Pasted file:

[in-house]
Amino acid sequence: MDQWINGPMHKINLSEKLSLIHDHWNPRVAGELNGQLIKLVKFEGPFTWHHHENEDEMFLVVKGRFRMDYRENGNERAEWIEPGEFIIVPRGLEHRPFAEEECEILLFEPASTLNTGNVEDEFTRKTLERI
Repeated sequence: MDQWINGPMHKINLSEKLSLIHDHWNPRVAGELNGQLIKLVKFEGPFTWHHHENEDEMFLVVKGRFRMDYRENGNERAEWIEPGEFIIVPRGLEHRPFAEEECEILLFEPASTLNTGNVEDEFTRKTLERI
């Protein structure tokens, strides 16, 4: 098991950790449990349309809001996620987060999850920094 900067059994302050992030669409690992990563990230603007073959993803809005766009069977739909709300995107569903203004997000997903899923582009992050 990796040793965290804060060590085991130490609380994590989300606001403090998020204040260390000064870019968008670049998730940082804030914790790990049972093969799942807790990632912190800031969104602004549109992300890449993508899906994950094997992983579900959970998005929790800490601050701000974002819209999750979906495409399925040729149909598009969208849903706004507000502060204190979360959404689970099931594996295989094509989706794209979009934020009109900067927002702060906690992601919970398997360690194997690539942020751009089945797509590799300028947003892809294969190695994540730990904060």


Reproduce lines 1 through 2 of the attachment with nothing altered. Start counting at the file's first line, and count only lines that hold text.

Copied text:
[in-house]
Amino acid sequence: MDQWINGPMHKINLSEKLSLIHDHWNPRVAGELNGQLIKLVKFEGPFTWHHHENEDEMFLVVKGRFRMDYRENGNERAEWIEPGEFIIVPRGLEHRPFAEEECEILLFEPASTLNTGNVEDEFTRKTLERI